- Class Number 3328
- Term Code 3230
- Class Info
- Unit Value 6 units
- Mode of Delivery In Person
- Dr Will Grant
- Dr Will Grant
- Class Dates
- Class Start Date 21/02/2022
- Class End Date 27/05/2022
- Census Date 31/03/2022
- Last Date to Enrol 28/02/2022
The aim of this course is to use an internship experience to enable students to apply their science communication knowledge, skills and principles within a professional organisation. Students will be placed in a government, education, industry or NGO organisation for approximately one day per week, and will produce science communication materials, science communication events and/or other science communication outputs. Students will experience a real-life science communication workplace and understand how their science communication and professional skills and knowledge can be utilised there. They will also be able to demonstrate functioning science communication knowledge, both new and existing, and identify areas of further development for their future careers. Internships may be completed online subject to availability and agreement of the host organisation.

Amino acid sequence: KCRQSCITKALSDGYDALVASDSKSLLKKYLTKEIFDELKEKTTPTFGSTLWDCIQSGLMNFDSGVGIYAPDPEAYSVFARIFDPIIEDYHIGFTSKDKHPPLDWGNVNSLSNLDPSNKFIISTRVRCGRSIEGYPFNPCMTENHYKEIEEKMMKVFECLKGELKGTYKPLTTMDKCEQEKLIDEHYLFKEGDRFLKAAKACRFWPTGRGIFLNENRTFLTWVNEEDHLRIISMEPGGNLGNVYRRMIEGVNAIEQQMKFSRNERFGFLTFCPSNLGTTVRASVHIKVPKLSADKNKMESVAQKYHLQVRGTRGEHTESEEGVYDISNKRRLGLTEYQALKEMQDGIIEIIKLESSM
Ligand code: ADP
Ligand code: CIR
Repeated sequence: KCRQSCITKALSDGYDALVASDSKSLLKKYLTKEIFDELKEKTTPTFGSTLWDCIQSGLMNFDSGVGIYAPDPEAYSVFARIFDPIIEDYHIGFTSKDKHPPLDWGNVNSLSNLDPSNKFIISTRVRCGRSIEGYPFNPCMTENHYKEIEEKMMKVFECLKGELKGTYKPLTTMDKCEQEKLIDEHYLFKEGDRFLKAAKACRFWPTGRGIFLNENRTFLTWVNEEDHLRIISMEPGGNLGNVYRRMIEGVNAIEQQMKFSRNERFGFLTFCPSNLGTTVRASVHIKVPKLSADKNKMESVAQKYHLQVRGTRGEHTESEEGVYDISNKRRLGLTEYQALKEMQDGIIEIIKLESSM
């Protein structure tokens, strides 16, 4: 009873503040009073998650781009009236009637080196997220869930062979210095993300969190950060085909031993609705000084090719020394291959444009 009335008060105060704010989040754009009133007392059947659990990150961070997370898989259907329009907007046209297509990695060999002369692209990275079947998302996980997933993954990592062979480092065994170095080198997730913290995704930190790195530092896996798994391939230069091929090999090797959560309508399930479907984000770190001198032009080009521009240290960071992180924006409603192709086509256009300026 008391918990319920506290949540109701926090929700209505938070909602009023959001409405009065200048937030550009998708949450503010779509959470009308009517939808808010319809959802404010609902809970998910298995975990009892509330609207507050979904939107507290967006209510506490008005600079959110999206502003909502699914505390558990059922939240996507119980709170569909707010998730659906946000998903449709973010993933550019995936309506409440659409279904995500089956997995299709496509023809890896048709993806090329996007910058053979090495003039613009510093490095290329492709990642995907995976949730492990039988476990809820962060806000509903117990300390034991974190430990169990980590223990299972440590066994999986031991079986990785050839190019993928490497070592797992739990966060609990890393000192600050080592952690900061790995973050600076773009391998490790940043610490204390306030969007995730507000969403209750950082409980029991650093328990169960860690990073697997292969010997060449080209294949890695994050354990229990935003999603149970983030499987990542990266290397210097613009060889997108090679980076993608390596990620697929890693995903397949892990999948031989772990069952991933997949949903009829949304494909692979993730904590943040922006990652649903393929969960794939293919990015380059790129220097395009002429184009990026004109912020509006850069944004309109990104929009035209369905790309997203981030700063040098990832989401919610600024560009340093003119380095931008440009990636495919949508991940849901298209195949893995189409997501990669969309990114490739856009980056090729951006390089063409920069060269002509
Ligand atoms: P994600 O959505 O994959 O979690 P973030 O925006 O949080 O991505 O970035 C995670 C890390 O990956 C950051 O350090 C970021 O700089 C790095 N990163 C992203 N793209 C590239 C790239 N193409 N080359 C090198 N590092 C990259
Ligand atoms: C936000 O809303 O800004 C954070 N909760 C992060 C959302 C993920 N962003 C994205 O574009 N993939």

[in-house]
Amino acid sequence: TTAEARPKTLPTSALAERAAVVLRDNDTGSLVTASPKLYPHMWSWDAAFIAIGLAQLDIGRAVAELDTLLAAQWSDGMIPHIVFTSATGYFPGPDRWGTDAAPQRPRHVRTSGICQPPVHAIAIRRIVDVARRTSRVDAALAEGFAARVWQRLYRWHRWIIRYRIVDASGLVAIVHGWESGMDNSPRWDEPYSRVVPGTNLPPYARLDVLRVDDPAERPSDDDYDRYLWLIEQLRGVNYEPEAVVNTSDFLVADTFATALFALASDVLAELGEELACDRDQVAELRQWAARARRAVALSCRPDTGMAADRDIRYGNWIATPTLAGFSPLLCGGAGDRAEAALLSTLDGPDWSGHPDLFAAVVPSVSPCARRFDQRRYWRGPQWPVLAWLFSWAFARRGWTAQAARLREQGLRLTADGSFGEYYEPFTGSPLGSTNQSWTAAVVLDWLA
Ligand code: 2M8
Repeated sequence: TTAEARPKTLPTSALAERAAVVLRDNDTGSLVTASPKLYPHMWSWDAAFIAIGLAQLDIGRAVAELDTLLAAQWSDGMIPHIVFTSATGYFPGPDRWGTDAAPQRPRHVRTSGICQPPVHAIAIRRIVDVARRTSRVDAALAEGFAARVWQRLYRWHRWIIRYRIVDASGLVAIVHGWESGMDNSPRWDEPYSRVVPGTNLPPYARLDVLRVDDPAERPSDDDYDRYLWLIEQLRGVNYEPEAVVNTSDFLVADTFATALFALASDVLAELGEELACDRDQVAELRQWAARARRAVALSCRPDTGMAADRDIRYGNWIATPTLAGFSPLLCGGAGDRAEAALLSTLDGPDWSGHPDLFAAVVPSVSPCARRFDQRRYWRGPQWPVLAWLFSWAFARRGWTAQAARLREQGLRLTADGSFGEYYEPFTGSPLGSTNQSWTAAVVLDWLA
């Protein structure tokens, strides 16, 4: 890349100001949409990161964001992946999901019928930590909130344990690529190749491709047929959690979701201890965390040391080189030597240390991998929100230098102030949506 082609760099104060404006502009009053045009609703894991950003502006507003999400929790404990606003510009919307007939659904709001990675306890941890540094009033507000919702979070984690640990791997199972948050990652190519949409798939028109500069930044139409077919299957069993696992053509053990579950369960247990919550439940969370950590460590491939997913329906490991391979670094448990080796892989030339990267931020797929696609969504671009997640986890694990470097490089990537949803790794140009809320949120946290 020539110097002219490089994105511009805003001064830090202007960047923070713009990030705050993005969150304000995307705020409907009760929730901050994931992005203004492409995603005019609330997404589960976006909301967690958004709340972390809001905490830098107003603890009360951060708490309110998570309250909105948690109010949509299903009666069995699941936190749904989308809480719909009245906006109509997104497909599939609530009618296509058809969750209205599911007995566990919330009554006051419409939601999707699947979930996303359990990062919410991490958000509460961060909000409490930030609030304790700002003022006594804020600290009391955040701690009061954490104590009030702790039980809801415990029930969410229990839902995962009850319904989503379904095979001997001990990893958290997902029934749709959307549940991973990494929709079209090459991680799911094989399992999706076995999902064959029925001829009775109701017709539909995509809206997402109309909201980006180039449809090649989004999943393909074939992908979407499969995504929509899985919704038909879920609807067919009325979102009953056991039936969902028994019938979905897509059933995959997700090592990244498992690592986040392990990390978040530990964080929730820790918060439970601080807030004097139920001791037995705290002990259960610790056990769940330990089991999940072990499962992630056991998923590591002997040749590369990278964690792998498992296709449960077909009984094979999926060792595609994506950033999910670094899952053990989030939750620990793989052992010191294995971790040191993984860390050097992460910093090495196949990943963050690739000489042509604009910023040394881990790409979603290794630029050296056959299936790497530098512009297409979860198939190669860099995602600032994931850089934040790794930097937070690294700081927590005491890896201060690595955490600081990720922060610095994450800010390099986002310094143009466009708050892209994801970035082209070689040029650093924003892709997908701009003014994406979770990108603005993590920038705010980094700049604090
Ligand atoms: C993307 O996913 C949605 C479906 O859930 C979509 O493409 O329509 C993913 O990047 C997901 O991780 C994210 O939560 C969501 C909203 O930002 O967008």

Upon successful completion, students will have the knowledge and skills to:
- Apply existing science communication knowledge, principles and skills in similar or new situations.
- Identify when new science communication knowledge or skills are required, to seek appropriate mentorship and assistance to develop these, and then to apply them.
- Work effectively, respectfully and productively with others in real-life workplace situations - whether those others be students, science communicators, persons at the host organisation or other stakeholders.
- Demonstrate an understanding of workplace-based learning processes through critical reflection on the internship experience.
Recommended student system requirements
ANU courses commonly use a number of online resources and activities including:
- video material, similar to YouTube, for lectures and other instruction
- two-way video conferencing for interactive learning